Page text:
A Boeing 737 Max 8 airplane being built for India-based Jet Airways lands following a test flight at Boeing Field in Seattle last month. (Ted S. Warren/AP)

In the months after Boeing started delivering its new 737 Max jets in 2017, the company’s engineers discovered a problem: One of Boeing’s suppliers delivered flight control software that did not meet its requirements, Boeing disclosed Sunday.

It wasn’t until after a deadly plane crash involving related flight control software that the company informed regulators about the issue, which safety review committees from Boeing and the FAA determined was a “low-risk” problem, according to a statement on Boeing’s website.

The admission comes as Boeing and the FAA face tremendous scrutiny over whether design flaws could have contributed to the deaths of hundreds of people in Indonesia and Ethiopia, where two 737 Max jets crashed in recent months under similar circumstances.

The disclosure could also feed into a broader inquiry over whether the process for designing and certifying commercial jets in the United States is flawed. The 737 Max was grounded worldwide in mid-March after the second crash brought the death toll to 346.

The software, which connects the airplane’s external sensors to pilots’ cockpit displays, is designed to alert pilots when sensors on either side of the plane are reporting conflicting measurements for the plane’s “angle of attack," a measure of how the plane approaches oncoming wind. Boeing included the alert as an optional feature in the 737 Max to alert pilots to potential equipment failures.

In its statement, Boeing said the planes can be operated safely without the alert.

“Neither the angle of attack indicator nor the AOA Disagree alert are necessary for the safe operation of the airplane," the statement reads. "They provide supplemental information only, and have never been considered safety features on commercial jet transport airplanes.”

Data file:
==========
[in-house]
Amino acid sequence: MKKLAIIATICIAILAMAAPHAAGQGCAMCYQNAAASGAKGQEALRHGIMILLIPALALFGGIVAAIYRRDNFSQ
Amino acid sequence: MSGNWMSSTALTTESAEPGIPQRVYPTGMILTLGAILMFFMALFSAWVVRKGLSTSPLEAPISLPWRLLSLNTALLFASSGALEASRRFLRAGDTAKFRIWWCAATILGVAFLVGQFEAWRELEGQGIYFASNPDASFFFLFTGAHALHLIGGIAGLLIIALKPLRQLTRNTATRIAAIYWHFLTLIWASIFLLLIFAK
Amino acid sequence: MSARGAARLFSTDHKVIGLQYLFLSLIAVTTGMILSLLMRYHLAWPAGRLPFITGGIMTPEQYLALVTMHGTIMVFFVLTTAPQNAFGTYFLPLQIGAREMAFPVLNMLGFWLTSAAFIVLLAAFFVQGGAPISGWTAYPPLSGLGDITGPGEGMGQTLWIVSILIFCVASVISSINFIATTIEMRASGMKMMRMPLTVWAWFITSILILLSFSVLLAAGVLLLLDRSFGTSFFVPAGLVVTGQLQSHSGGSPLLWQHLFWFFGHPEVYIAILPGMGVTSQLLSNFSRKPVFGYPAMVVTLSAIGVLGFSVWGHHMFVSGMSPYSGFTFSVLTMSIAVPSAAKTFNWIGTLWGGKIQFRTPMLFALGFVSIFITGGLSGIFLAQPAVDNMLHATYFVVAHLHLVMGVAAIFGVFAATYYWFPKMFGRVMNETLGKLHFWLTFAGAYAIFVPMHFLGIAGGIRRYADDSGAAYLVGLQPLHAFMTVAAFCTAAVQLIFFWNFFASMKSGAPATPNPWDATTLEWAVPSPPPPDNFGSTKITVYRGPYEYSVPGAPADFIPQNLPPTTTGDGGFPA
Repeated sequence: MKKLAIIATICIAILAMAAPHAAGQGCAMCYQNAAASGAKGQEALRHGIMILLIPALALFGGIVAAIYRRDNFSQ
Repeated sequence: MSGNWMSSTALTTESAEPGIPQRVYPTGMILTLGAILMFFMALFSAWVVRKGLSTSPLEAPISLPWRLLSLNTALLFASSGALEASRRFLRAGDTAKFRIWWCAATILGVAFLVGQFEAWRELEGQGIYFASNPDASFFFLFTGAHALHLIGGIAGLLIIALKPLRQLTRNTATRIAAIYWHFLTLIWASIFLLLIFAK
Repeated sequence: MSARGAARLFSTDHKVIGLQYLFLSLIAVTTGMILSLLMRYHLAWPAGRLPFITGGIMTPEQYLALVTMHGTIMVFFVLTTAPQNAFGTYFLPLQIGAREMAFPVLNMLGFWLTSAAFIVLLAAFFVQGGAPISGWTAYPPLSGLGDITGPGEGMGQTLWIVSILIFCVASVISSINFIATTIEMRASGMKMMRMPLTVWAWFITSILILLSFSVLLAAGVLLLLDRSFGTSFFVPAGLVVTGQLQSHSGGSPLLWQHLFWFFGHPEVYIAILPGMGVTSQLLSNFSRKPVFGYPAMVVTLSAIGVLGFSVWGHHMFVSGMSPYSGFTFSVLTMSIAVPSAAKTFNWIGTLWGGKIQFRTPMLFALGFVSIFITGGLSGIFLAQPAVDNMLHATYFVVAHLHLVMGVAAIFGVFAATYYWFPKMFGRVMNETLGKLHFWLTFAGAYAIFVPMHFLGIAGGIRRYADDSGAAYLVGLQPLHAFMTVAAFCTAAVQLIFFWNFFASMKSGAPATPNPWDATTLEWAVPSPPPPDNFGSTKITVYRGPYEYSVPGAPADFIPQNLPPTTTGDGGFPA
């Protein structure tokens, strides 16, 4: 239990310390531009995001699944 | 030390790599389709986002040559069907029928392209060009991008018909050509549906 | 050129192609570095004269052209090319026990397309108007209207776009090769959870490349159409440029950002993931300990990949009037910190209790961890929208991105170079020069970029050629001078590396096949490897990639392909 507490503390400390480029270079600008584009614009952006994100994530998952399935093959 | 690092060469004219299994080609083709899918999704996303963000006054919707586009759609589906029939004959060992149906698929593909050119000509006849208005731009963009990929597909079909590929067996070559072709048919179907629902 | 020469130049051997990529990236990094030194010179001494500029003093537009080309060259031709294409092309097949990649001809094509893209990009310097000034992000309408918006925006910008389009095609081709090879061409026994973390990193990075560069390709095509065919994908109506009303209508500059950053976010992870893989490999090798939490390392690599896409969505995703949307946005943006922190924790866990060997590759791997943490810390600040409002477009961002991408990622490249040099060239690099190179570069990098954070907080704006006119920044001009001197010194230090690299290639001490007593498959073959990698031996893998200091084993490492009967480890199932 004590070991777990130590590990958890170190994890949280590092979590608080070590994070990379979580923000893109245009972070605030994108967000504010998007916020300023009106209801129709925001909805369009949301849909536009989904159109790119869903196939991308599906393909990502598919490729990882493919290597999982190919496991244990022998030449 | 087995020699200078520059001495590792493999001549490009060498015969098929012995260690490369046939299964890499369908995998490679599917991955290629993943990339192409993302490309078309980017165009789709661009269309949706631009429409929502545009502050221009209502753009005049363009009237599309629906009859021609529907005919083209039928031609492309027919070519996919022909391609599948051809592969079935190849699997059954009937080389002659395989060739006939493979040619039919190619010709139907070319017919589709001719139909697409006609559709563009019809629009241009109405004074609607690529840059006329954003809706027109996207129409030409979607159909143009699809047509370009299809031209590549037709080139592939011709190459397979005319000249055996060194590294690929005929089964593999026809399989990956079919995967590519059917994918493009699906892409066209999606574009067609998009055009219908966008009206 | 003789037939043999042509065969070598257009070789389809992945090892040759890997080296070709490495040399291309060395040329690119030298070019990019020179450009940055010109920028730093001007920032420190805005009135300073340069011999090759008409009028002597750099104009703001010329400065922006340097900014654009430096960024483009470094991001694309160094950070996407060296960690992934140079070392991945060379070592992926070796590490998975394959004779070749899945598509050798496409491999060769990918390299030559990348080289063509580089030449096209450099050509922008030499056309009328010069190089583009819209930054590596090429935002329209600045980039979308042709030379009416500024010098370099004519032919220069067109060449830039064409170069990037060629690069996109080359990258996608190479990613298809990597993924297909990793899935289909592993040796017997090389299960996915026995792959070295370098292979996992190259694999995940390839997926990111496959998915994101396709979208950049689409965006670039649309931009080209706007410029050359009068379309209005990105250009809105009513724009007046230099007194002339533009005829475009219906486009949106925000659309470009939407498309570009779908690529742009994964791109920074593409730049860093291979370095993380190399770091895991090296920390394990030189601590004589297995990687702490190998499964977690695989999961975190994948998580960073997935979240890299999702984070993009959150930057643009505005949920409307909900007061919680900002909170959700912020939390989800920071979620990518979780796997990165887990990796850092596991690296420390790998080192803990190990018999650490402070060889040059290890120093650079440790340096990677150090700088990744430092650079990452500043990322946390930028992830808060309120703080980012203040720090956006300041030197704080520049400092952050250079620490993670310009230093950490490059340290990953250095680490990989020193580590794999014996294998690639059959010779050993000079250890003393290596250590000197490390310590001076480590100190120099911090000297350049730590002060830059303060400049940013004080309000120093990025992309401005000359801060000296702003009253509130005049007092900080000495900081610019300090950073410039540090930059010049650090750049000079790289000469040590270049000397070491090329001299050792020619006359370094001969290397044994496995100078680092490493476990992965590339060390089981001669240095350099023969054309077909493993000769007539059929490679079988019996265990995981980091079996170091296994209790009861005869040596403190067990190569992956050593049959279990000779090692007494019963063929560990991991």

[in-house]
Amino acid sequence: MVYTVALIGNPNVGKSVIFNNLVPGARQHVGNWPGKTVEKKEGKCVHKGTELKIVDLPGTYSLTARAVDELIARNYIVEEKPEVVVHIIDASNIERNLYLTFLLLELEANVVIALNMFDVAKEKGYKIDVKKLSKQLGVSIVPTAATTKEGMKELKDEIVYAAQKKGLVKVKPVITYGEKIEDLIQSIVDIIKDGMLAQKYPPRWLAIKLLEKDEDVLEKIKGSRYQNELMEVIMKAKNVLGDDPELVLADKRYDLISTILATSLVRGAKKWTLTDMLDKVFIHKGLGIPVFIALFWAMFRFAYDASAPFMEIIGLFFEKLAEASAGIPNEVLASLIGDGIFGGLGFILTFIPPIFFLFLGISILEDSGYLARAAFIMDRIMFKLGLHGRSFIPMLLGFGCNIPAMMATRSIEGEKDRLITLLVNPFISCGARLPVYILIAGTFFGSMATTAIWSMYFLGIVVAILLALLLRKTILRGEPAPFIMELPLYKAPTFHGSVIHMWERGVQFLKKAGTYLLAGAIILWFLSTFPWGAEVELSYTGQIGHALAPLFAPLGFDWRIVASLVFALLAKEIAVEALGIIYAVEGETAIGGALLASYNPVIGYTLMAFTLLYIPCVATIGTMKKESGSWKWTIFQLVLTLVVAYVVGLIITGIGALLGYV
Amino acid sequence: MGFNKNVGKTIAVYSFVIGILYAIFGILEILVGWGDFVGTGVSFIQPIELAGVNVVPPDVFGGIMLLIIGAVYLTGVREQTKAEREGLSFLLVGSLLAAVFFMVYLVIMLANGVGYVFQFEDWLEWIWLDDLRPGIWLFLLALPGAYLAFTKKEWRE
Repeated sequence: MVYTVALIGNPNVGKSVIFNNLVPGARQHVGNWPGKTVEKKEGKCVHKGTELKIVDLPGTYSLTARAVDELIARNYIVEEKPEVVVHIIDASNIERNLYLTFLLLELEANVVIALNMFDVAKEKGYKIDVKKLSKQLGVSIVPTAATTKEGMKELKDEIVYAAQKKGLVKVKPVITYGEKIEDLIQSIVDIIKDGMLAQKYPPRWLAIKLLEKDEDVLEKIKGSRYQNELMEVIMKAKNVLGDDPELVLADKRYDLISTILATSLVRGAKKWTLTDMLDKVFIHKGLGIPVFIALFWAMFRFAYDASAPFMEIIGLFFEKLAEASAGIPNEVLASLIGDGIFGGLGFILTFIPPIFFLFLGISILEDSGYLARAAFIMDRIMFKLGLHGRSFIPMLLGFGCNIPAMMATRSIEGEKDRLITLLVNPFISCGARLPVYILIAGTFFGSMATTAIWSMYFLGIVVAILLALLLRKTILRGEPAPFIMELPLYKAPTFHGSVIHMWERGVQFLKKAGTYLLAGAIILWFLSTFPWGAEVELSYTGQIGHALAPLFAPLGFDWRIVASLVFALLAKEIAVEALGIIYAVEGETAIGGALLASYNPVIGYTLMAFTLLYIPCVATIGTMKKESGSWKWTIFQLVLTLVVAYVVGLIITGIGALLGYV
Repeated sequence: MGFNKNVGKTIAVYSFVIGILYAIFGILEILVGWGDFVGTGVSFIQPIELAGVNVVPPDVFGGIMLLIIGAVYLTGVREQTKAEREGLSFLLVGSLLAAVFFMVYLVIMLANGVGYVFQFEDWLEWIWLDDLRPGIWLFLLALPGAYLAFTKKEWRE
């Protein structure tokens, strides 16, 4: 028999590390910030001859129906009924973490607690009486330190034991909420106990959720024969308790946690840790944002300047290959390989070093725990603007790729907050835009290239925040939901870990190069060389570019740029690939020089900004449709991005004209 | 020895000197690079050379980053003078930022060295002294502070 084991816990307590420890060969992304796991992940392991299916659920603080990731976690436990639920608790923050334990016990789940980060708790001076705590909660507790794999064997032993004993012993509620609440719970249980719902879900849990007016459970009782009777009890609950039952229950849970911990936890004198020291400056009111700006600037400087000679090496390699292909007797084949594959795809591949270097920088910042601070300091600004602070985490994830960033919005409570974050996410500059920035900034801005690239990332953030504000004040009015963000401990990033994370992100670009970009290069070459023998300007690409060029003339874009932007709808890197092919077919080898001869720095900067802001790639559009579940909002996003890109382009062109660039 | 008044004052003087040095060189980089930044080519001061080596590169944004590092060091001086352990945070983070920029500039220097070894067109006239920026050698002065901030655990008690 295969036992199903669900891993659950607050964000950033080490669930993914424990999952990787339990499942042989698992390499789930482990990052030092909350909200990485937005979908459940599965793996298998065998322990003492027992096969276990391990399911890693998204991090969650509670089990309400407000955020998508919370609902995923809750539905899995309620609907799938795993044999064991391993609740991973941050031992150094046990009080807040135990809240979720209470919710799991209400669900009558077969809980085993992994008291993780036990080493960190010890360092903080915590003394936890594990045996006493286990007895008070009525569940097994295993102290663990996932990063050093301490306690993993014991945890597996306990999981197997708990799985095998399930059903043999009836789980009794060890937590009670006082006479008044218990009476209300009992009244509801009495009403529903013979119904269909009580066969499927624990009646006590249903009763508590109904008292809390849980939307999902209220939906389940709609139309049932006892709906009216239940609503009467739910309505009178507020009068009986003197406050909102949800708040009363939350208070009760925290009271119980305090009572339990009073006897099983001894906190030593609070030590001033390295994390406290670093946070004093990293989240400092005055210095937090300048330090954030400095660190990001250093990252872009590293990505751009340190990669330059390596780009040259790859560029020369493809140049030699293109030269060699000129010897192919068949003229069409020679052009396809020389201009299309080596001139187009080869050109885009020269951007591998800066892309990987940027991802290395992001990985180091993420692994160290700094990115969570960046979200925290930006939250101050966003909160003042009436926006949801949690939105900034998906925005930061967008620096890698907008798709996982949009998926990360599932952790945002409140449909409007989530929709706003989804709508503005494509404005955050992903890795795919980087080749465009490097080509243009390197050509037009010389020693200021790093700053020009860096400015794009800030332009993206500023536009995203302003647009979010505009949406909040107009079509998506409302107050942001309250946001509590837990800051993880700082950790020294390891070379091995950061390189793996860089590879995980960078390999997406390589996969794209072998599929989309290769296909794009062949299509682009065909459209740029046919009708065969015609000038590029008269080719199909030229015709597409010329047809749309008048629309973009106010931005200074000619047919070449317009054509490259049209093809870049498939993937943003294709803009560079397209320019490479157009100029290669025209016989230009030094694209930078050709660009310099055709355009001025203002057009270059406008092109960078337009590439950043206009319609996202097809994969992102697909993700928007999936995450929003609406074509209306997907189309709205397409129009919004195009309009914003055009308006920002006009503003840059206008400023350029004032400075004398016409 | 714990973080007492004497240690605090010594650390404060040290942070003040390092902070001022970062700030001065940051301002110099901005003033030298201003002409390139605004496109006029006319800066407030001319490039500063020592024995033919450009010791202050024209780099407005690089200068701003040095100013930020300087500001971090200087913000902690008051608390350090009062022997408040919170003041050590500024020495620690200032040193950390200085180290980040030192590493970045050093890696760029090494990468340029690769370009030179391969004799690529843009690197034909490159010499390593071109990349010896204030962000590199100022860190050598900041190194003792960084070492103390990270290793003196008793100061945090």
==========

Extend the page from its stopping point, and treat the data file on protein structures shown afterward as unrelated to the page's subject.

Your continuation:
Boeing’s statement Sunday comes a week after the Wall Street Journal reported that the angle-of-attack disagree alert was inoperable when Southwest Airlines and other carriers started flying the planes.

“The disagree alert was not operable on all airplanes because the feature was not activated as intended,” Boeing said in a statement last Monday.

When it discovered the software problem in 2017, Boeing assigned a committee to review the issue, which ultimately determined the planes were safe to fly. But it wasn’t until November 2018, after the Indonesian plane crash, that the company informed regulators at the Federal Aviation Administration. It is unclear whether Boeing would have been required to do so under FAA regulations. The company said it followed its standard operating procedures.

Later that month an investigative report from Indonesian authorities found that those sensors had malfunctioned in the final moments of the flight, and that pilots had struggled to overcome an automatic anti-stalling feature that nudged the plane’s nose downward.

The FAA review board found the alert to be a “low-risk” safety issue which would not render the plane unsafe to fly. An FAA spokesman said Sunday, however, that "Boeing’s timely or earlier communication with the operators would have helped to reduce or eliminate possible confusion.”